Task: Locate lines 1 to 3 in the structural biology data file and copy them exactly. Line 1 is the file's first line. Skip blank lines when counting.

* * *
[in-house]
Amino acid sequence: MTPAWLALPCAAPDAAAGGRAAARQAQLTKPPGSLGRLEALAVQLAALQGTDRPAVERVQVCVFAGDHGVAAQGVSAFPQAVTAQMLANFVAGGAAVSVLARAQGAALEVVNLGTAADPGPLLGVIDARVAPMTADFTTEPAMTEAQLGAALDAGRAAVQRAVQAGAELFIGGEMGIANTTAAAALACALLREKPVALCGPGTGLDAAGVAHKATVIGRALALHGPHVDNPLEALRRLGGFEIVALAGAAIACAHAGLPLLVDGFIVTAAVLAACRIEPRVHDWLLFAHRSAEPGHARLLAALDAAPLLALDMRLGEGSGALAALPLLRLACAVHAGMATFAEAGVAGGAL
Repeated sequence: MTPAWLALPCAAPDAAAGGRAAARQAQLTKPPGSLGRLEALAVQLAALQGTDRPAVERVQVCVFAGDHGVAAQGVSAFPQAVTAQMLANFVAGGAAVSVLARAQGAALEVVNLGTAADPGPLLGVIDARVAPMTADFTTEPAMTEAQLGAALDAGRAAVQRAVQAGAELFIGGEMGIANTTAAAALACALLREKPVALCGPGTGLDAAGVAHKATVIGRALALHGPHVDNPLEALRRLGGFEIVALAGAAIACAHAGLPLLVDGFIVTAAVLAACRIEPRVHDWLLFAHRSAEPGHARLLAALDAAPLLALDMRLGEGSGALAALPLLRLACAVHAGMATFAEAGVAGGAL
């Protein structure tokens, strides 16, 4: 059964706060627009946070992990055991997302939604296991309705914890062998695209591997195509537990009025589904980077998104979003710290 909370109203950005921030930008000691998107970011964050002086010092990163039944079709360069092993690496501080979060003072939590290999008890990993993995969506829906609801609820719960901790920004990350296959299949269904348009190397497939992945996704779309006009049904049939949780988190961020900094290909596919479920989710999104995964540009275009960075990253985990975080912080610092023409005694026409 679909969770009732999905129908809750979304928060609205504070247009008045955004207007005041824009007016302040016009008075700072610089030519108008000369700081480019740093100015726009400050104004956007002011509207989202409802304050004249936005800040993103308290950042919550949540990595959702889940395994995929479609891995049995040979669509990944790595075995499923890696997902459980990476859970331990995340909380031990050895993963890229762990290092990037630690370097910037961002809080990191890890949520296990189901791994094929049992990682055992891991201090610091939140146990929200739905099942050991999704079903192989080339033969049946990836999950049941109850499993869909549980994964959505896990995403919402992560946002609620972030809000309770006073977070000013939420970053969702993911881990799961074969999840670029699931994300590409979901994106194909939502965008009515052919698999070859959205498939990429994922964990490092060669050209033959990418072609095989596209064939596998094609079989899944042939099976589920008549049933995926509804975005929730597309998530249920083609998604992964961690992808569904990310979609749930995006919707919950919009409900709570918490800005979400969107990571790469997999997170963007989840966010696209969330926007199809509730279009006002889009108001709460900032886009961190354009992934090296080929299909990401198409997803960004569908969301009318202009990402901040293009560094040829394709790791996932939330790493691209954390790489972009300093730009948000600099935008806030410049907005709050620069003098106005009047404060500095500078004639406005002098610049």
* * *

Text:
[in-house]
Amino acid sequence: MTPAWLALPCAAPDAAAGGRAAARQAQLTKPPGSLGRLEALAVQLAALQGTDRPAVERVQVCVFAGDHGVAAQGVSAFPQAVTAQMLANFVAGGAAVSVLARAQGAALEVVNLGTAADPGPLLGVIDARVAPMTADFTTEPAMTEAQLGAALDAGRAAVQRAVQAGAELFIGGEMGIANTTAAAALACALLREKPVALCGPGTGLDAAGVAHKATVIGRALALHGPHVDNPLEALRRLGGFEIVALAGAAIACAHAGLPLLVDGFIVTAAVLAACRIEPRVHDWLLFAHRSAEPGHARLLAALDAAPLLALDMRLGEGSGALAALPLLRLACAVHAGMATFAEAGVAGGAL
Repeated sequence: MTPAWLALPCAAPDAAAGGRAAARQAQLTKPPGSLGRLEALAVQLAALQGTDRPAVERVQVCVFAGDHGVAAQGVSAFPQAVTAQMLANFVAGGAAVSVLARAQGAALEVVNLGTAADPGPLLGVIDARVAPMTADFTTEPAMTEAQLGAALDAGRAAVQRAVQAGAELFIGGEMGIANTTAAAALACALLREKPVALCGPGTGLDAAGVAHKATVIGRALALHGPHVDNPLEALRRLGGFEIVALAGAAIACAHAGLPLLVDGFIVTAAVLAACRIEPRVHDWLLFAHRSAEPGHARLLAALDAAPLLALDMRLGEGSGALAALPLLRLACAVHAGMATFAEAGVAGGAL